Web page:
“It really doesn’t change anything at all,” his father, Jaime Gonzalez Sr., said after being told of the preliminary autopsy results at the vigil for his son. “If it is a wound from his fall, why shoot him at all? Wound him. Do something else. Use another method.”
In a recording released Thursday of the 911 call from the school, the assistant principal says a student in the hall has a gun, then reports that he is drawing the weapon and finally that he is running down the hall.
Police can be heard yelling: “Put the gun down! Put it on the floor!” In the background, someone else yells, “He’s saying that he is willing to die.”
Before police arrived, school administrators had urged Jaime to give up the gun. When officers got to the school, the boy was waiting for them, Rodriguez said.
Moments before he was killed, Jaime began to run down a hallway, but again faced officers. Police fired down the hallway – a distance that made a stun gun or other methods impractical, Rodriguez said.
If the situation had involved hostages or a gunman barricaded in a room, police might have tried negotiations. But instead, Rodriguez stressed, this was an armed student roaming the halls of a school.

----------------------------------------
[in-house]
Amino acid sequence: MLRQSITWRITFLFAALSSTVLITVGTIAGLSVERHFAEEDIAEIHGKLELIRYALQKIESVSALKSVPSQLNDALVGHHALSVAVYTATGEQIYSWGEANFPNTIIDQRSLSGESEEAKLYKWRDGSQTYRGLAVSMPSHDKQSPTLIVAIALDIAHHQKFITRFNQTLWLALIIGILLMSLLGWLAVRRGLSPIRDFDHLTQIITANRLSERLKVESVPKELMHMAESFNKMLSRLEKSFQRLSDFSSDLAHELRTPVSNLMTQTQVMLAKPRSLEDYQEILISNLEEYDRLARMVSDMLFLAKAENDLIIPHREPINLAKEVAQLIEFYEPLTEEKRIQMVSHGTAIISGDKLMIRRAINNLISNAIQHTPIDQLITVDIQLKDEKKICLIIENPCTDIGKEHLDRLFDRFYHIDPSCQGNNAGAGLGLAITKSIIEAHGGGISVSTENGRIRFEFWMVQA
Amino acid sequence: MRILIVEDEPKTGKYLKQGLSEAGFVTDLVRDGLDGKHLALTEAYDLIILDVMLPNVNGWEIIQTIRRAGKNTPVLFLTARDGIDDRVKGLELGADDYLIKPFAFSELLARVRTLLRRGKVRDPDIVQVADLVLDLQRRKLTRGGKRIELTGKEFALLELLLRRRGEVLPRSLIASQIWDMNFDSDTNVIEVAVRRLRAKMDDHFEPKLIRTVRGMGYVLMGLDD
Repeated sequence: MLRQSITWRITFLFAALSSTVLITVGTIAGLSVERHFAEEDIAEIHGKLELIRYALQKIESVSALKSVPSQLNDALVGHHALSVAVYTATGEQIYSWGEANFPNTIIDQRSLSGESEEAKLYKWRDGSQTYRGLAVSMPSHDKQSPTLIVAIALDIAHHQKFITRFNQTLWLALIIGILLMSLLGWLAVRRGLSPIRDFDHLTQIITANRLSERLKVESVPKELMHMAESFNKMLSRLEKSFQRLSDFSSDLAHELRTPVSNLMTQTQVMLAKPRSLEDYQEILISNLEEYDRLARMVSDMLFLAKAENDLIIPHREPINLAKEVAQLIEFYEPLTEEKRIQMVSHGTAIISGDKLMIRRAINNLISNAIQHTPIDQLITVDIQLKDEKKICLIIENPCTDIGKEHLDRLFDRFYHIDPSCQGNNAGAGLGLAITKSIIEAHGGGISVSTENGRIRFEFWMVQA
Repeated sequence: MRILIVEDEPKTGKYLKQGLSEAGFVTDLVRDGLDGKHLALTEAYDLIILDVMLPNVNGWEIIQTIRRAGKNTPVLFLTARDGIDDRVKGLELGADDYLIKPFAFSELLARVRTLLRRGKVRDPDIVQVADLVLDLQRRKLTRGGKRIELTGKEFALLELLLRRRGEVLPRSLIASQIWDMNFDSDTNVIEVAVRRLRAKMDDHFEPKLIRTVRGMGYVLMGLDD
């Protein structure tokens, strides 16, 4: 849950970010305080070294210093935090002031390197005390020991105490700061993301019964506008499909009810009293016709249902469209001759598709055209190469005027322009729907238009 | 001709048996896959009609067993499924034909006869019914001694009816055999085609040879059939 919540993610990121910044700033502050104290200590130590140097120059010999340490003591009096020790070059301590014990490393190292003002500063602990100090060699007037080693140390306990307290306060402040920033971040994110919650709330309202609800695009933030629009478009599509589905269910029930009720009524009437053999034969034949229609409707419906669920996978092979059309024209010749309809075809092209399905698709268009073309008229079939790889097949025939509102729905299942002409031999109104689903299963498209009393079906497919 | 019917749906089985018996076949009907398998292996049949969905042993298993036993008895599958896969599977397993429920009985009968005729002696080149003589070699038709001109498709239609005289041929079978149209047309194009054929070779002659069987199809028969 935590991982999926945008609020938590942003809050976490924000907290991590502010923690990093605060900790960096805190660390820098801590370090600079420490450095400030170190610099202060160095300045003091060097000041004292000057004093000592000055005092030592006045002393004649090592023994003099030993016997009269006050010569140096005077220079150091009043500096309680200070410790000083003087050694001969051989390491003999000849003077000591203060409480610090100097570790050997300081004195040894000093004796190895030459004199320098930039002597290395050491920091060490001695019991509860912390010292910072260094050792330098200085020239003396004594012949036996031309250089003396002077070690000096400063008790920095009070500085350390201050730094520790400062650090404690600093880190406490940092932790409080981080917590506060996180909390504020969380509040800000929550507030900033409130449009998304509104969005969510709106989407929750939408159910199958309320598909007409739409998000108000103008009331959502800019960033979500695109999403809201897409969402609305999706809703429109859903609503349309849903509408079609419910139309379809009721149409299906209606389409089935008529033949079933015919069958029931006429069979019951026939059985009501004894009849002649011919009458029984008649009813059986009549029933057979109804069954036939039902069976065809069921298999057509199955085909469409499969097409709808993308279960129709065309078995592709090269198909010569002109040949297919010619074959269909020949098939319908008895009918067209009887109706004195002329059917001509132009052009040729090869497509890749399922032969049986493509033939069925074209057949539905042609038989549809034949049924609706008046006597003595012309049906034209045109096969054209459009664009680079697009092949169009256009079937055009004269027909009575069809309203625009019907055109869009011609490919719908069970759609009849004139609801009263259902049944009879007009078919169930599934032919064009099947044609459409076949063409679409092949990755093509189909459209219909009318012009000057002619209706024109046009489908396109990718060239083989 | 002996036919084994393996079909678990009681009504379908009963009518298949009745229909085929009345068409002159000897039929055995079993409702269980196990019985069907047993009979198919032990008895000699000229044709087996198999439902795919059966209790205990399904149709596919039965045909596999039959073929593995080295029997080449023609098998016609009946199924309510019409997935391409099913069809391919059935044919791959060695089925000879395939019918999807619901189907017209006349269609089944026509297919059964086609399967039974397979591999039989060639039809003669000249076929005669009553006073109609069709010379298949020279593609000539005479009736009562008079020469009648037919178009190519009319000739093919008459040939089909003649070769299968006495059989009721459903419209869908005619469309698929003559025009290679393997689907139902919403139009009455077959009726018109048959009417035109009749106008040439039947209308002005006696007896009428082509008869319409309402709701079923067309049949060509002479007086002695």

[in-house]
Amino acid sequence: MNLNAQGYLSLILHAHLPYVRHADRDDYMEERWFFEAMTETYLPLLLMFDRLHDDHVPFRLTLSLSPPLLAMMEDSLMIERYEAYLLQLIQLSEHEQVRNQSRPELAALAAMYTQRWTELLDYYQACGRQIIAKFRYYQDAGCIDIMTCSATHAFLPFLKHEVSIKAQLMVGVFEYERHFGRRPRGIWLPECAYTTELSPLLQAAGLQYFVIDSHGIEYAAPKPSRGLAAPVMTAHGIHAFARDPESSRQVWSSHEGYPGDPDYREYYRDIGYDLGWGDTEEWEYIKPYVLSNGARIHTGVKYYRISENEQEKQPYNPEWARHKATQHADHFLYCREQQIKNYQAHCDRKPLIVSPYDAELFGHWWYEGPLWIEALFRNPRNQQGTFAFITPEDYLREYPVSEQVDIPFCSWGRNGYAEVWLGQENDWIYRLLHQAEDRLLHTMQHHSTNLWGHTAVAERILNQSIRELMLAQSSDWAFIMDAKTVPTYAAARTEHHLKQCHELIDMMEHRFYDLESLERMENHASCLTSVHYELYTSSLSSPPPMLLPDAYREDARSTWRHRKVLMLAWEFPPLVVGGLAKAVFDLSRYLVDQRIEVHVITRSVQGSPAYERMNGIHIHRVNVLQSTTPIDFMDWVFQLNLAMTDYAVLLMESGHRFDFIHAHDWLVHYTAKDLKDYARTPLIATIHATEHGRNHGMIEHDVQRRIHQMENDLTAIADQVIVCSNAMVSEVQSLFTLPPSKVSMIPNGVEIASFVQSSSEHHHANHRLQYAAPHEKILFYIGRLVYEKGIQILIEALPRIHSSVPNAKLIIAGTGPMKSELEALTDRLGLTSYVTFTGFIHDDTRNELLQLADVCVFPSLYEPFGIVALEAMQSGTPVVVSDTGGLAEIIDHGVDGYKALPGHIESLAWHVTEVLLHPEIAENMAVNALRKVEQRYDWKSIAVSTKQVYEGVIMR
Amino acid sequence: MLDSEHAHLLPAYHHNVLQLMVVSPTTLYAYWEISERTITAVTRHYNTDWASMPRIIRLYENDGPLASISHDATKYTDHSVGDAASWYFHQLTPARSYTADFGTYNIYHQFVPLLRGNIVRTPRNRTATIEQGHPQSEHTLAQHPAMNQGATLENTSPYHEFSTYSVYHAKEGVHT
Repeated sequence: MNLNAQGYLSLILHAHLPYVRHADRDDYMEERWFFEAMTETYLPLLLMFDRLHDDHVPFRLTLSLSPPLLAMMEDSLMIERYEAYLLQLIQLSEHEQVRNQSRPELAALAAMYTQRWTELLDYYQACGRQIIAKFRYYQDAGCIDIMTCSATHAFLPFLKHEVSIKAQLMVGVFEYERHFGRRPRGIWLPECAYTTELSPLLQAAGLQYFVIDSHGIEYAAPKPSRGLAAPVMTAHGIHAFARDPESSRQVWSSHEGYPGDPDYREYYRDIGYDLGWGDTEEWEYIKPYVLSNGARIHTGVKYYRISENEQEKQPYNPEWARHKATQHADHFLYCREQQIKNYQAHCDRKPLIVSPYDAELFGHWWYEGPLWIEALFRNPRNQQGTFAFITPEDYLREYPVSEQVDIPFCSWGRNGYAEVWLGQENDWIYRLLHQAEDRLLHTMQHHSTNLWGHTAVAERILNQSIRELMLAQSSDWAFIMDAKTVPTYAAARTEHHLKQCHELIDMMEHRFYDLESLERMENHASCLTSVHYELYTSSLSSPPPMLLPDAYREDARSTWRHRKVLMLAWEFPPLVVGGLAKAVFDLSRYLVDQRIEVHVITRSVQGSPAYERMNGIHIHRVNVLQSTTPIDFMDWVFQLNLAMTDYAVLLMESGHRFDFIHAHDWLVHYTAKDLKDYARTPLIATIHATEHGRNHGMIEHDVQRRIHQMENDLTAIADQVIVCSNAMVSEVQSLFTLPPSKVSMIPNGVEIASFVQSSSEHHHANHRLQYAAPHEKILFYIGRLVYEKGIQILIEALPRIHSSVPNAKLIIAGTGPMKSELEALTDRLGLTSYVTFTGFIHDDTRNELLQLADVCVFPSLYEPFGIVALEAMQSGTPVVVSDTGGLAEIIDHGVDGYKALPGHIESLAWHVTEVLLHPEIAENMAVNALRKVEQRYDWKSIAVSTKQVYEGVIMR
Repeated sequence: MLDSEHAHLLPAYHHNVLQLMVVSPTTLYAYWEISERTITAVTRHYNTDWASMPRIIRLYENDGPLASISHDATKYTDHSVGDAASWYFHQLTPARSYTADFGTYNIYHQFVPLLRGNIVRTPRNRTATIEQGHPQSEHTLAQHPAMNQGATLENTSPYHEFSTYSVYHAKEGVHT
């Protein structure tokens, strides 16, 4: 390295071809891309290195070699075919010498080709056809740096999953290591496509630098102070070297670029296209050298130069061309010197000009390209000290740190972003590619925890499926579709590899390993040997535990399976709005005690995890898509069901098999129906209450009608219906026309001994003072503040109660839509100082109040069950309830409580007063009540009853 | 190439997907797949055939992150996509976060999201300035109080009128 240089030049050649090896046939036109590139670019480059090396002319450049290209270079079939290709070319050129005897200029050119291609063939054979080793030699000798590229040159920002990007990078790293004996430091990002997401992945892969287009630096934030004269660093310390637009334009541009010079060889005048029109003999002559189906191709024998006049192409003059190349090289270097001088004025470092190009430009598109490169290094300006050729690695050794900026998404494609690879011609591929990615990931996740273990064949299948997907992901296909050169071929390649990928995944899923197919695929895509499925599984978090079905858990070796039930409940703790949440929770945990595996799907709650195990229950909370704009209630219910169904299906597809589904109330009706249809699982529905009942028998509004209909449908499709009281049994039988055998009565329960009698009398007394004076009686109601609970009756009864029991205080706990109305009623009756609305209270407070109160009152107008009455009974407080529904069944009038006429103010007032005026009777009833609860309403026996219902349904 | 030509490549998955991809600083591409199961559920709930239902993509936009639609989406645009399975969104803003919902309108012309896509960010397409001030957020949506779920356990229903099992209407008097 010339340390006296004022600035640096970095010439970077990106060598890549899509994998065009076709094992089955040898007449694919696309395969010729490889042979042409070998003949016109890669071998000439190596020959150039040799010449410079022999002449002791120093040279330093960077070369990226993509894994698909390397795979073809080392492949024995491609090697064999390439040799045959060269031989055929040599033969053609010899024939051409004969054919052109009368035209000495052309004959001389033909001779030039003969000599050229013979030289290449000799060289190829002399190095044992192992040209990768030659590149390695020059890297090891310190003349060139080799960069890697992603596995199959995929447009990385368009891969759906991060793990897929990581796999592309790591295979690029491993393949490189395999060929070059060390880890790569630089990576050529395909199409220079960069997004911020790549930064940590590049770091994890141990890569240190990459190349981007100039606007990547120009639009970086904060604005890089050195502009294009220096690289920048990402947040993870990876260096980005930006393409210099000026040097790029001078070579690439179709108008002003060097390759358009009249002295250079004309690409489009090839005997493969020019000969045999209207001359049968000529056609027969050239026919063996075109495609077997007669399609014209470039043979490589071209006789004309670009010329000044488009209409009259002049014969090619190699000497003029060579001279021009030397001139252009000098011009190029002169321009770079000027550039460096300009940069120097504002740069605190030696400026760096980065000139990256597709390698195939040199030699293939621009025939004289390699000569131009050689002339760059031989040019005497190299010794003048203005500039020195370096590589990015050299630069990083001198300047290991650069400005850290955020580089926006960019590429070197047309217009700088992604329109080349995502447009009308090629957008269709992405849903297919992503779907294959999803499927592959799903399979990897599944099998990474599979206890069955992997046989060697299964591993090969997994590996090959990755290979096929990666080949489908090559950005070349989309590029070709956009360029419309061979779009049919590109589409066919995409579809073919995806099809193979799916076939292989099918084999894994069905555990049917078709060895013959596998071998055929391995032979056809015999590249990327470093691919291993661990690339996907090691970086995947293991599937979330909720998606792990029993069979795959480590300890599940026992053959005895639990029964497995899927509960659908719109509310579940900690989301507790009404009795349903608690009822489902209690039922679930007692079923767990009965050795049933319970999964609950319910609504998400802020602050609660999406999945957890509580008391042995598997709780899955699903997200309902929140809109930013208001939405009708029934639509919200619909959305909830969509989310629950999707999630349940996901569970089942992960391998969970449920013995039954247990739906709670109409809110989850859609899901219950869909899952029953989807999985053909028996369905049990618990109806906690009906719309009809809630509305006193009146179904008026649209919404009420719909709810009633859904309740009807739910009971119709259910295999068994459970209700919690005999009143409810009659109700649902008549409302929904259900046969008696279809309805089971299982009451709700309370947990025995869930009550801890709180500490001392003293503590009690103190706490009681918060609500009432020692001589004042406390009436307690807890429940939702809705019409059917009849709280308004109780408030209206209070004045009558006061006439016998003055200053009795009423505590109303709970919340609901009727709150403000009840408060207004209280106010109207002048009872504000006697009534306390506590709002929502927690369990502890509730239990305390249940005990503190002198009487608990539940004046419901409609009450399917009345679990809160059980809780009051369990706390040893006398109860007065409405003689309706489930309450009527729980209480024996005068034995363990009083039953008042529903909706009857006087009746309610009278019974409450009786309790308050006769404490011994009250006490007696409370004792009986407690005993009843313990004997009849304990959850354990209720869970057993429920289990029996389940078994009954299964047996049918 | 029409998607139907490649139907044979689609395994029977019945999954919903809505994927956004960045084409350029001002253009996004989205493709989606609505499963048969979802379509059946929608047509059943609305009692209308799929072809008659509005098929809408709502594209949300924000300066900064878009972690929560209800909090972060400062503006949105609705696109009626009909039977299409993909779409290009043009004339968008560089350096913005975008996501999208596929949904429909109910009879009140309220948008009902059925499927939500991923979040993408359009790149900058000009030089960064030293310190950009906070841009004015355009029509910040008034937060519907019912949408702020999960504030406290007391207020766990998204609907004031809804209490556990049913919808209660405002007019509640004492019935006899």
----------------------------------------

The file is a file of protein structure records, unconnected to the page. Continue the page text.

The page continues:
The two officers who fired have been placed on administrative leave – standard procedure in police shootings. Rodriguez expected them back at work soon.
Jaime’s father has said he didn’t know where his son got the pellet gun. Police believed it was a gift, and a friend of the boy’s said Jaime told her that but she didn’t know who gave it to him.
The school was closed Thursday while police finished their crime-scene investigation. Students were bused instead to a new elementary school that was recently completed on the outskirts of Brownsville but had not yet been used.
District spokeswoman Drue Brown said 17 counselors were working with students and staff. Cummings has a student body of about 750, but only 200 students came to classes Thursday.
Before the church service began that night, dozens of children and teens in white shirts left the church and gathered outside. They chanted Jaime’s name and shouted that they loved him. Some sported tattoos, while others were clean cut. One girl who appeared older than the others yelled that if anyone spoke badly of Jaime, she would make them pay.
Gomez said some of the young people at the service were likely gang members, but said many teens in the neighborhood managed to stay out of gangs.
“I know the parents worry a lot to see their kids involved in violent activities, but I’m sure it’s not the only neighborhood in the city or in the Valley like this,” he said.
I’m excited to enter my first blog entry! Looking forward to interacting with my students, parents, and colleagues through this medium.